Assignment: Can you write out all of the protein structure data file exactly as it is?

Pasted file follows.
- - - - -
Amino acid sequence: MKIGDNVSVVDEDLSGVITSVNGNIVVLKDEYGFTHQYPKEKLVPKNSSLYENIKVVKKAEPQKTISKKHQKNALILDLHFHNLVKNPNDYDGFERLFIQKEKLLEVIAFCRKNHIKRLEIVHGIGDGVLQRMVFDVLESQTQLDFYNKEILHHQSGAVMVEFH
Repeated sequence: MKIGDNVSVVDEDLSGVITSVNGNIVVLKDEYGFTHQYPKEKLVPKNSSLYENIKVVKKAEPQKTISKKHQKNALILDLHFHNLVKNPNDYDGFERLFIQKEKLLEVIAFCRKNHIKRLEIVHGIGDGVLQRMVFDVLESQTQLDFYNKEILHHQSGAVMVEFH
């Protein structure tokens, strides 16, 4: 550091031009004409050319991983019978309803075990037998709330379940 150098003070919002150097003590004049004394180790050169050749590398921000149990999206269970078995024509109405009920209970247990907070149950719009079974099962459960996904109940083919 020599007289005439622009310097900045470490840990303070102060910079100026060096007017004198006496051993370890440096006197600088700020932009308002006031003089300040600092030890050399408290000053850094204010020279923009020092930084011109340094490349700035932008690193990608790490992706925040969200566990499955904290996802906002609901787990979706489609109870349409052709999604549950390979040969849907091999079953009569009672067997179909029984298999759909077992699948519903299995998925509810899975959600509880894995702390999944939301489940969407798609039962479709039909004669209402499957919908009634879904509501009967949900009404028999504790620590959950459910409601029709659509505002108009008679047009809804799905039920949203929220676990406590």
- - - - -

Amino acid sequence: MKIGDNVSVVDEDLSGVITSVNGNIVVLKDEYGFTHQYPKEKLVPKNSSLYENIKVVKKAEPQKTISKKHQKNALILDLHFHNLVKNPNDYDGFERLFIQKEKLLEVIAFCRKNHIKRLEIVHGIGDGVLQRMVFDVLESQTQLDFYNKEILHHQSGAVMVEFH
Repeated sequence: MKIGDNVSVVDEDLSGVITSVNGNIVVLKDEYGFTHQYPKEKLVPKNSSLYENIKVVKKAEPQKTISKKHQKNALILDLHFHNLVKNPNDYDGFERLFIQKEKLLEVIAFCRKNHIKRLEIVHGIGDGVLQRMVFDVLESQTQLDFYNKEILHHQSGAVMVEFH
């Protein structure tokens, strides 16, 4: 550091031009004409050319991983019978309803075990037998709330379940 150098003070919002150097003590004049004394180790050169050749590398921000149990999206269970078995024509109405009920209970247990907070149950719009079974099962459960996904109940083919 020599007289005439622009310097900045470490840990303070102060910079100026060096007017004198006496051993370890440096006197600088700020932009308002006031003089300040600092030890050399408290000053850094204010020279923009020092930084011109340094490349700035932008690193990608790490992706925040969200566990499955904290996802906002609901787990979706489609109870349409052709999604549950390979040969849907091999079953009569009672067997179909029984298999759909077992699948519903299995998925509810899975959600509880894995702390999944939301489940969407798609039962479709039909004669209402499957919908009634879904509501009967949900009404028999504790620590959950459910409601029709659509505002108009008679047009809804799905039920949203929220676990406590």